But it turns out that — at least in the small-town parts of the South — I really wasn’t supposed to speak the truth on any subject. For example, even after she tried to turn the entire family against me, I was not supposed to call my (pretty much) sister-in-law a manipulative, hateful, lying, pretend-Christian bitch. I mean, seriously…who knew? Also unacceptable: suggesting (very nicely and entirely on the down-low) that maybe the other sister-in-law could take her sexually inappropriate, high, and drunk ass out of the public areas of the beach house we were all sharing while there were pre-teens around. I know it seems counter-intuitive to the rest of the thinking world, but rather than address any one of those issues, the rest of the Southerners in the house (including my partner) patted the addict on the back while she fake cried, and for days afterward, looked at me like I killed Jesus. (For the record, neither I nor my people were to blame.) And of course, they weren’t done making me pay for my transgressive use of the truth.
The point of all this is, I thank the universe and whatever higher power there may be every single day for putting me into an environment that forced me to address all those things head on. In the course of trying to include and protect my mom, my sister, and my niece and nephew as they mixed with my partner’s family, I saw a lot of things that I’d been willing myself to ignore for years. The way I had allowed myself to be treated (and used and looked down upon) all that time was unbelievable to me, and I saw it all in a flash — instantly — as my family and I carried our belongings to the car three days before the planned end of our trip.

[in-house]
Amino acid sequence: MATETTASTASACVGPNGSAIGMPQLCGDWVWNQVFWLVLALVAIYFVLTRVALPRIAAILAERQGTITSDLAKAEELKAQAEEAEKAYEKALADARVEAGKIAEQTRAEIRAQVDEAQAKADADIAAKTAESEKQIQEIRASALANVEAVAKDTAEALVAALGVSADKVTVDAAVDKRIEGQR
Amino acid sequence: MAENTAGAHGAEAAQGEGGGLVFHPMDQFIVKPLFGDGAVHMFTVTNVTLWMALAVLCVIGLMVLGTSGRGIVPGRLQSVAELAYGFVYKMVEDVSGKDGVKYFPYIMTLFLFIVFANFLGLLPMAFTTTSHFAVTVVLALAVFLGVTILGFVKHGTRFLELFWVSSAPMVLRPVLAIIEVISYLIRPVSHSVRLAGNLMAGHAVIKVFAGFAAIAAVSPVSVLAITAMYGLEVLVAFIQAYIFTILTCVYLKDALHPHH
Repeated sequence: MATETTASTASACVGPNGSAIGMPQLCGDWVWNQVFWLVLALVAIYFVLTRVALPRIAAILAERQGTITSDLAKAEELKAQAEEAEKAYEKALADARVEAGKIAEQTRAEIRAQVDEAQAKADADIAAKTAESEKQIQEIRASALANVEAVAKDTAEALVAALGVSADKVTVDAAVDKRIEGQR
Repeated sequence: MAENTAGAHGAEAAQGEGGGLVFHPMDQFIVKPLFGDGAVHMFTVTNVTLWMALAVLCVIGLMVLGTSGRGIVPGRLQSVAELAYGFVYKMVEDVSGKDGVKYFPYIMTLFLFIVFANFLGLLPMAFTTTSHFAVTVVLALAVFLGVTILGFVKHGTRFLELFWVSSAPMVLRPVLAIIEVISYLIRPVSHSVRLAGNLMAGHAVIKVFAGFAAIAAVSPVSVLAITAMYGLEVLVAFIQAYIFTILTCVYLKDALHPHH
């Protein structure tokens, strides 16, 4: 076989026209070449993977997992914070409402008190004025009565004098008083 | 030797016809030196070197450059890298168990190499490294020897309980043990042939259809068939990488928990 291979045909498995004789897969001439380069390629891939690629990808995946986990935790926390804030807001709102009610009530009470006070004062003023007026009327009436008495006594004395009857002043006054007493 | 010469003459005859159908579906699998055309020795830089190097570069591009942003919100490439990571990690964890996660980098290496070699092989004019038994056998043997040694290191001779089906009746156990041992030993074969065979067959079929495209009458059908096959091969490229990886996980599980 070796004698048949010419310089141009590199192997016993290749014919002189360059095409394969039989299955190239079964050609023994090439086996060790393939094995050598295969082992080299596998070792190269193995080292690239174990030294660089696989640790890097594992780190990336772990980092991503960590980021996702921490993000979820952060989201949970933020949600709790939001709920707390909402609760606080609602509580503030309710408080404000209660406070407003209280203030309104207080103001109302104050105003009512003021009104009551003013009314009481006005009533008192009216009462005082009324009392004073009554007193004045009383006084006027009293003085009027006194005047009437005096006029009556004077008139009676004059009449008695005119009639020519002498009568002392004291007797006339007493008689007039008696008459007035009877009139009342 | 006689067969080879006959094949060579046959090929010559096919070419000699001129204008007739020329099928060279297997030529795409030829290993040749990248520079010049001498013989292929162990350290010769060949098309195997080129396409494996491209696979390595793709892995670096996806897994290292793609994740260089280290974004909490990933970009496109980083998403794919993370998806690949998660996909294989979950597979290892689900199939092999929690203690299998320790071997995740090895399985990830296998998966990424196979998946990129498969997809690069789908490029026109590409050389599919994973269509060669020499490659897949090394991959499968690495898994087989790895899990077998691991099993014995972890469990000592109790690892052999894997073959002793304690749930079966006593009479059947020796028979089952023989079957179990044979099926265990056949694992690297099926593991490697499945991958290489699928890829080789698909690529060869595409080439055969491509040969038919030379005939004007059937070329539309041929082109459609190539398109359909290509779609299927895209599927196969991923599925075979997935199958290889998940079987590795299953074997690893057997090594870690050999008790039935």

[All of us had to step over the addict sister-in-law every time we went out the front door. She wasn’t sleeping or passed out. She was just laying there because she was a bitch and she wanted to demonstrate that she’d won. I’ll be painfully honest: at the time, I really felt like she had. But I only felt that way because neither my mother nor I (during any of our multiple trips down the steps) used her head as a football. Moreover, we didn’t say a word, which is totally out of character for both of us. In retrospect, we should’ve said whatever we had to say. We’re both good on the fly, and I have no doubt that either of us could’ve made the bitch cry. Unfortunately, even if we had, we still would’ve been 1-3 on the day.]
It was September when we returned to the land of fog. I was in the middle of my last semester of grad school, so I couldn’t go back home to Illinois with my mom, no matter how much I wanted to. I had to stay in that beautiful, foggy, mountain-y, backwoods, hillbilly, awful, repressive place for an additional two months with a partner who — every day — I was breaking up with. But I’ll tell you what: it was the easiest end to any relationship I’ve ever experienced in terms of its emotional impact on me. I couldn’t — I wouldn’t — go back to living in the fog. I had finally seen what was true and real, and I knew for certain that I’d never choose to turn a blind eye to my own best interests (or my family’s) ever again.
When my cat and I drove away from that place (and that warped ass family) two months later, there was no fog at all. It was days before Christmas — clear as could be with a light dusting of frost on the ground. I was singing carols with the radio as I turned out of the driveway for the last time. Mama was behind me driving an SUV full of my stuff, her small, feisty, and brilliant dog on the seat next to her, settled in for a long ride.
My former partner was standing on the porch, but I didn’t look back; I knew there was nothing left there for me. I think I also knew what was coming, sort of. I knew that ahead of me was Joy and better days, and I couldn’t wait to get there.
*Inspired by The Daily Post prompt Foggy